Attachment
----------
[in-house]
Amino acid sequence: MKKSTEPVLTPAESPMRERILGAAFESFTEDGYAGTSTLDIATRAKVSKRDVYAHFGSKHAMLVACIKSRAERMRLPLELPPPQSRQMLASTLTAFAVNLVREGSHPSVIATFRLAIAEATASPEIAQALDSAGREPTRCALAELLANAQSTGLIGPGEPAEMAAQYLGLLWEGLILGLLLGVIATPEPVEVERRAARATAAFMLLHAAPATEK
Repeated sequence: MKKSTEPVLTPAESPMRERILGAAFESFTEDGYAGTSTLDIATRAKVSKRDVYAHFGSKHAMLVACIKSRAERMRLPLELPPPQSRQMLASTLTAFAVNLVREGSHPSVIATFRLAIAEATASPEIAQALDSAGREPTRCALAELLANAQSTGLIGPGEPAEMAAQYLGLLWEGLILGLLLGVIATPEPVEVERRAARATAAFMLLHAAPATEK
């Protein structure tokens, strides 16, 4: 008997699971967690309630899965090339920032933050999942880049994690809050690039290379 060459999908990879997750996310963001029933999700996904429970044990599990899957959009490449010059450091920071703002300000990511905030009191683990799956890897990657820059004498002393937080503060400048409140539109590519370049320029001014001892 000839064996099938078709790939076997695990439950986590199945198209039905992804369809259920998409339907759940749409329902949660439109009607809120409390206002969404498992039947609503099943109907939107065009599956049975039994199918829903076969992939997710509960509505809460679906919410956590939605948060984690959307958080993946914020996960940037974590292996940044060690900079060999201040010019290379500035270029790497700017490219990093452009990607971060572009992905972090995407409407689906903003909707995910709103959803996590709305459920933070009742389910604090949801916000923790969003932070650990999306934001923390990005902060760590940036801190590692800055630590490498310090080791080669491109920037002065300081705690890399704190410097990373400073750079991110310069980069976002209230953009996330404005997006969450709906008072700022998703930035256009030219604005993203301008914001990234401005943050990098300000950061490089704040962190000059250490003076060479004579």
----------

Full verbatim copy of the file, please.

[in-house]
Amino acid sequence: MKKSTEPVLTPAESPMRERILGAAFESFTEDGYAGTSTLDIATRAKVSKRDVYAHFGSKHAMLVACIKSRAERMRLPLELPPPQSRQMLASTLTAFAVNLVREGSHPSVIATFRLAIAEATASPEIAQALDSAGREPTRCALAELLANAQSTGLIGPGEPAEMAAQYLGLLWEGLILGLLLGVIATPEPVEVERRAARATAAFMLLHAAPATEK
Repeated sequence: MKKSTEPVLTPAESPMRERILGAAFESFTEDGYAGTSTLDIATRAKVSKRDVYAHFGSKHAMLVACIKSRAERMRLPLELPPPQSRQMLASTLTAFAVNLVREGSHPSVIATFRLAIAEATASPEIAQALDSAGREPTRCALAELLANAQSTGLIGPGEPAEMAAQYLGLLWEGLILGLLLGVIATPEPVEVERRAARATAAFMLLHAAPATEK
């Protein structure tokens, strides 16, 4: 008997699971967690309630899965090339920032933050999942880049994690809050690039290379 060459999908990879997750996310963001029933999700996904429970044990599990899957959009490449010059450091920071703002300000990511905030009191683990799956890897990657820059004498002393937080503060400048409140539109590519370049320029001014001892 000839064996099938078709790939076997695990439950986590199945198209039905992804369809259920998409339907759940749409329902949660439109009607809120409390206002969404498992039947609503099943109907939107065009599956049975039994199918829903076969992939997710509960509505809460679906919410956590939605948060984690959307958080993946914020996960940037974590292996940044060690900079060999201040010019290379500035270029790497700017490219990093452009990607971060572009992905972090995407409407689906903003909707995910709103959803996590709305459920933070009742389910604090949801916000923790969003932070650990999306934001923390990005902060760590940036801190590692800055630590490498310090080791080669491109920037002065300081705690890399704190410097990373400073750079991110310069980069976002209230953009996330404005997006969450709906008072700022998703930035256009030219604005993203301008914001990234401005943050990098300000950061490089704040962190000059250490003076060479004579």